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It's fairly obvious that OOP is viewed as a sort of silver bullet of programming today. In any computer science course, the merits of OOP are heralded.

I would like to know why people like OOP. To be honest, combining procedures, types, and data structures into a single conglomerate seems bad to me. I'd much rather view data as simply data. I like to be able to think that I will pass the right data through a function and get the right output, and not have to consider that the data is capable of operating on itself.

Also, I want to know if there are any good examples of robust programs written specifically with or without OOP, that have their source code available.

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I suggest reading this summary of the philosophical and strategical differences between functional and OOP styles, for a start. It begins to get at what I want to say, which is the less state you need to track, the better functional-style is; and conversely, the more state you need to track, the better OOP is. In general OOP helps you not blow your foot off as system complexity goes up. (this assumes a sane OOP system -- eg. like Python, unlike C++.) As complexity goes up, you do more stupid things, and the safety provided by OOP is more valuable. –  kampu May 19 '13 at 7:02
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OO is overrated. It just solved problems that needed to be solved when they needed to be solved. Then it became just too popular to be stopped. But it is not required to solve those problems and it is not the best in solving them. –  Dokkat May 19 '13 at 8:11
    
@Dokkat If you have better idea, then go ahead and implement it. I bet many people would love to find something better than OOP. But right now, OOP is best we can have to fight complexity of software. If understood and used correctly. –  Euphoric May 19 '13 at 8:17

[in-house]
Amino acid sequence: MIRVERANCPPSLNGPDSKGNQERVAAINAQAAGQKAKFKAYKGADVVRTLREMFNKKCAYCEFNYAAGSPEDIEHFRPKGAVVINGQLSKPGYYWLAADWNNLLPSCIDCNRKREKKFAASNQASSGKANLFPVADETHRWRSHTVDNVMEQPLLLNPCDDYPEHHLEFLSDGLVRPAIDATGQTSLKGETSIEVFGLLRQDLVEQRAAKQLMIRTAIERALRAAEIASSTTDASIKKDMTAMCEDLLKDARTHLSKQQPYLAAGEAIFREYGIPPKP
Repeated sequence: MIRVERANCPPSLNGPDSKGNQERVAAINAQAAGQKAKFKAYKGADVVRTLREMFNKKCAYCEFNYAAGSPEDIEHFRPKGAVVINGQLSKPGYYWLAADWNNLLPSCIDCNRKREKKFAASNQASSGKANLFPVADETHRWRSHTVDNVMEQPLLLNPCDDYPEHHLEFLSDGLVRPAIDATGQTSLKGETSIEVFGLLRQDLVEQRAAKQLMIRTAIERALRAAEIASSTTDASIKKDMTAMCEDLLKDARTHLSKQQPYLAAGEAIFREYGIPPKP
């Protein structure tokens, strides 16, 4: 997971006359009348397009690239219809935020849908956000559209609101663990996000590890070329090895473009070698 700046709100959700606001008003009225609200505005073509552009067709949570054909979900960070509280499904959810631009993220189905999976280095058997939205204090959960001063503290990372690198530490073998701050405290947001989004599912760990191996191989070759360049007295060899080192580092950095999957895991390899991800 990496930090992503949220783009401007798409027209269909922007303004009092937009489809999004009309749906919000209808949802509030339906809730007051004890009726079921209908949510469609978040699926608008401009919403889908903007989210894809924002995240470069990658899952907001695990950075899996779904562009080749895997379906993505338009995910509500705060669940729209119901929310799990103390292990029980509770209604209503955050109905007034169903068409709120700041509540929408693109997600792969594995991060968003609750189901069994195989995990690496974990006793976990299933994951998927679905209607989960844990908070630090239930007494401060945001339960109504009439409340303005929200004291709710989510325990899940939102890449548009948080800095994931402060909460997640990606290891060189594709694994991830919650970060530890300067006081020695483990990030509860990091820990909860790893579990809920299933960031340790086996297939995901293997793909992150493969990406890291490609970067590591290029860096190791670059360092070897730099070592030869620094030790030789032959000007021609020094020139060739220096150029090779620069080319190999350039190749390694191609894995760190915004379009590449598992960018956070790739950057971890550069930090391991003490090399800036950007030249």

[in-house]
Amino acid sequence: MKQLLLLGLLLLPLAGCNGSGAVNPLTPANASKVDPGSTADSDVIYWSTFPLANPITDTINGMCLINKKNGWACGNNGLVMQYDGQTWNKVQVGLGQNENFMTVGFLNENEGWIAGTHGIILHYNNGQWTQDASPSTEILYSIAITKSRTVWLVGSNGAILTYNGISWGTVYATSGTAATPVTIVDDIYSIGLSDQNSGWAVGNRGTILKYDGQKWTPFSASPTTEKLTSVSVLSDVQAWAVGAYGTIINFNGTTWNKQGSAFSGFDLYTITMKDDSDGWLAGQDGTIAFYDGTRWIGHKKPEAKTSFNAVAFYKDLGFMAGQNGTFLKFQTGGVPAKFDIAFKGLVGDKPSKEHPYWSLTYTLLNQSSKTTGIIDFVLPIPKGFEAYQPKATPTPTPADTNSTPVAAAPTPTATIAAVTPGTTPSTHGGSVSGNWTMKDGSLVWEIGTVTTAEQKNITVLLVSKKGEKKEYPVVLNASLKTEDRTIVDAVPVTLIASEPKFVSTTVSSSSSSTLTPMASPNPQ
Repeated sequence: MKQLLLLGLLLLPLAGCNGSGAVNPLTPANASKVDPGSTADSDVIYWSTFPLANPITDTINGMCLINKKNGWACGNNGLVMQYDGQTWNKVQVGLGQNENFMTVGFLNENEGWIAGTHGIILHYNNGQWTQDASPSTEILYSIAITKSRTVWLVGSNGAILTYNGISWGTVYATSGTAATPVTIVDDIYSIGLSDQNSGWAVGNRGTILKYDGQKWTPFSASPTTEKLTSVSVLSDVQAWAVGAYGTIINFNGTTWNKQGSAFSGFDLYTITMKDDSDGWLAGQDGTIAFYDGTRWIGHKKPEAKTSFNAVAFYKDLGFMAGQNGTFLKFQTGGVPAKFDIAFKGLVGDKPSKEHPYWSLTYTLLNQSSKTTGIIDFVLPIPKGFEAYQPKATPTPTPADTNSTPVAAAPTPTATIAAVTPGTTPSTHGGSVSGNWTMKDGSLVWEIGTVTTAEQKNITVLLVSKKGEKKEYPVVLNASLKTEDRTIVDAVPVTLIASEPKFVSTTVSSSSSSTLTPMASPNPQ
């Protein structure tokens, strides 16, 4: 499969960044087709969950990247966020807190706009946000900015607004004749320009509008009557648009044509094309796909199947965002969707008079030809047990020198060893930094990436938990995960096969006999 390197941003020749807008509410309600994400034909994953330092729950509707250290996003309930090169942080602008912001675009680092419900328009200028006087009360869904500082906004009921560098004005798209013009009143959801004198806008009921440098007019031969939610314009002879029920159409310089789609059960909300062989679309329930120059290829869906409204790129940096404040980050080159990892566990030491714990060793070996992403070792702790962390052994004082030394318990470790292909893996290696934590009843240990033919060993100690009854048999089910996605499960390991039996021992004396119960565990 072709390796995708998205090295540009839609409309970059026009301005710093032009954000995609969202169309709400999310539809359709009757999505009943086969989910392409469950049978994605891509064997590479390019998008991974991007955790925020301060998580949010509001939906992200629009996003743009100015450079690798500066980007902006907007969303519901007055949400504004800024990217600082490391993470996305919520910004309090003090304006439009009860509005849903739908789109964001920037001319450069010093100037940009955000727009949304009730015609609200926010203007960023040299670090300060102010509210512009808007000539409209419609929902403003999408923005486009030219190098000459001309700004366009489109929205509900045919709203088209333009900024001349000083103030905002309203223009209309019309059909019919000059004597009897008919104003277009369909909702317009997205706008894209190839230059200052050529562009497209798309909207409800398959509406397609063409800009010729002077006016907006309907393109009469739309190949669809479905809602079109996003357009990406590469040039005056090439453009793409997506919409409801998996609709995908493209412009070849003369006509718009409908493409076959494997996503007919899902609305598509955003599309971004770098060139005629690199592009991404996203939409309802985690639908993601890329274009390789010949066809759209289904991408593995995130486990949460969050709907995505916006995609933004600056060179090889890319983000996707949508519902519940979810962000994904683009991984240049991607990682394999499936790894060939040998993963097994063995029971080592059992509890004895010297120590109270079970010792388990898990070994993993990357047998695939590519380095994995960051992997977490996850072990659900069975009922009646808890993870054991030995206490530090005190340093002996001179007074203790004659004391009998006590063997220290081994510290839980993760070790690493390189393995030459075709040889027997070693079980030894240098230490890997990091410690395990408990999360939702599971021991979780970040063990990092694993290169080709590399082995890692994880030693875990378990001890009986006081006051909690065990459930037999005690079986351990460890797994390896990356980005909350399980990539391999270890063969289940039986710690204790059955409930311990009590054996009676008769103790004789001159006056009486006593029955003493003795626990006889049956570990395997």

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@Euphoric, there are dozens of better approaches. OOP is pretty useless outside of a very narrow field (namely, agent-based simulations). OOP does not help fighting the complexity - modularity does. People too often give credits to OOP which in fact belong to modularity, a much more generic concept. –  SK-logic May 19 '13 at 10:48
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@Euphoric, as I said, there are dozens of models. You should not use a single approach for everything, you have to pick up the right one for each problem domain. A Language-Oriented Programming is a kind of a unifying approach, which allows you to choose the right methodology and the right semantics for each little sub-task. OOP is just one of the tiny tools in this huge model, barely useful. And no, you're wrong, all the "complexity"-related properties of OOP are nothing but modularity. And in OOP it is pathetic - compare it to, say, SML module system. –  SK-logic May 19 '13 at 11:04
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marked as duplicate by MichaelT, GlenH7, World Engineer May 19 '13 at 13:20

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To be honest, combining procedures, types, and data structures into a single conglomerate seems bad to me. I'd much rather view data as simply data. I like to be able to think that I will pass the right data through a function and get the right output, and not have to consider that the data is capable of operating on itself.

Here you ignore or seem not to understand one of the basic pillars of Object-Orientation and that is encapsulation. The point of OOP is that there is no data structure and there are no algorithms when you use the "conglomerate"; there are data and algorithms only when you build it, and only you - the creator of the class - should know or care what algorithms or what data structures are used. This, combined with the other 2 (polymorphism and inheritance - PIE) provide a great reuse mechanism and a great abstraction.